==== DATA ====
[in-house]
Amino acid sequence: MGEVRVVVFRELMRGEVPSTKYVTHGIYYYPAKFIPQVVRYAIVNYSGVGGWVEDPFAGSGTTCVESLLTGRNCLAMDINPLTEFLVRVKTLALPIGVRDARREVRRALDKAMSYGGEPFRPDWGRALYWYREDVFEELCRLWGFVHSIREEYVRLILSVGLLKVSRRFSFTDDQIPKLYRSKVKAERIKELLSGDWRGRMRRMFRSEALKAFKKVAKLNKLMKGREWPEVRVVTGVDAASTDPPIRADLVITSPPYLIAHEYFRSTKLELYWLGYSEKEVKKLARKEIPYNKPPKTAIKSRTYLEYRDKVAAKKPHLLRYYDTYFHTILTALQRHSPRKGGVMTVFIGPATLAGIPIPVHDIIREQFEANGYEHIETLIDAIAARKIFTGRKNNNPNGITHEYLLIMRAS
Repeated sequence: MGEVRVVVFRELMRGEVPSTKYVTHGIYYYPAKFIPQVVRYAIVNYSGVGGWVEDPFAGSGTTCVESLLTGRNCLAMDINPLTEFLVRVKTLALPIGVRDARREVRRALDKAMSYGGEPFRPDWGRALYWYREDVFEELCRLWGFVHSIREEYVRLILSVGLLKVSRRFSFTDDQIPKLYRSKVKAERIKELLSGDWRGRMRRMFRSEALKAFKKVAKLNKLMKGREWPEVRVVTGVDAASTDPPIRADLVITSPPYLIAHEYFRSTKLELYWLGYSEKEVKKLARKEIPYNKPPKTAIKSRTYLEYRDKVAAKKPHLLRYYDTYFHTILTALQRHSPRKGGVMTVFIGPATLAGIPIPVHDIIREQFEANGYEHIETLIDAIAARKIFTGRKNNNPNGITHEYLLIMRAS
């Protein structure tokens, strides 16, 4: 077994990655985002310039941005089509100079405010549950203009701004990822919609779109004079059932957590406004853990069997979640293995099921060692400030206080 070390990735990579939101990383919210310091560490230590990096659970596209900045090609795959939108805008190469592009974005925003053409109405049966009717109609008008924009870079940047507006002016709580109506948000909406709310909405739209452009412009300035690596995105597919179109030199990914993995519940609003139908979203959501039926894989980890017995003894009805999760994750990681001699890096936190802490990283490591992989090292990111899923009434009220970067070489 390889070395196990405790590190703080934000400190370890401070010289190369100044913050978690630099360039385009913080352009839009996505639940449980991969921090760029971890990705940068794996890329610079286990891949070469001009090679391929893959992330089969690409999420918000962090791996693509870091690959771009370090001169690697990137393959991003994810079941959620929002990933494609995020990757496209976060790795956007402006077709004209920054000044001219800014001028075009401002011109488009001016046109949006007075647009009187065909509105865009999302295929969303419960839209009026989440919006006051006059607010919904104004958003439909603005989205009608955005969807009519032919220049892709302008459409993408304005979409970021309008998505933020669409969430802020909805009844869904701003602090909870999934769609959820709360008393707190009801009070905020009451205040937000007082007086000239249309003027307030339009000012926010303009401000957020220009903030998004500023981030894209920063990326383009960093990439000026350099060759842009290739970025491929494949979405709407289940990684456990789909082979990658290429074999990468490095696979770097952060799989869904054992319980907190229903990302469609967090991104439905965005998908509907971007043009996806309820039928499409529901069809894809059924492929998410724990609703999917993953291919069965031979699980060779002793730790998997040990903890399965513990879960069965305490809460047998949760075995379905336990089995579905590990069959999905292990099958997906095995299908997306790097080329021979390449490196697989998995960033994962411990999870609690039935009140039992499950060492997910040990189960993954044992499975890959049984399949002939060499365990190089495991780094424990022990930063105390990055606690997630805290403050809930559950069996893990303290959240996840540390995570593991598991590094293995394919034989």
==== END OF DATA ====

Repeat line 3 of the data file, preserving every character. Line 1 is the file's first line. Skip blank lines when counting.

Repeated sequence: MGEVRVVVFRELMRGEVPSTKYVTHGIYYYPAKFIPQVVRYAIVNYSGVGGWVEDPFAGSGTTCVESLLTGRNCLAMDINPLTEFLVRVKTLALPIGVRDARREVRRALDKAMSYGGEPFRPDWGRALYWYREDVFEELCRLWGFVHSIREEYVRLILSVGLLKVSRRFSFTDDQIPKLYRSKVKAERIKELLSGDWRGRMRRMFRSEALKAFKKVAKLNKLMKGREWPEVRVVTGVDAASTDPPIRADLVITSPPYLIAHEYFRSTKLELYWLGYSEKEVKKLARKEIPYNKPPKTAIKSRTYLEYRDKVAAKKPHLLRYYDTYFHTILTALQRHSPRKGGVMTVFIGPATLAGIPIPVHDIIREQFEANGYEHIETLIDAIAARKIFTGRKNNNPNGITHEYLLIMRAS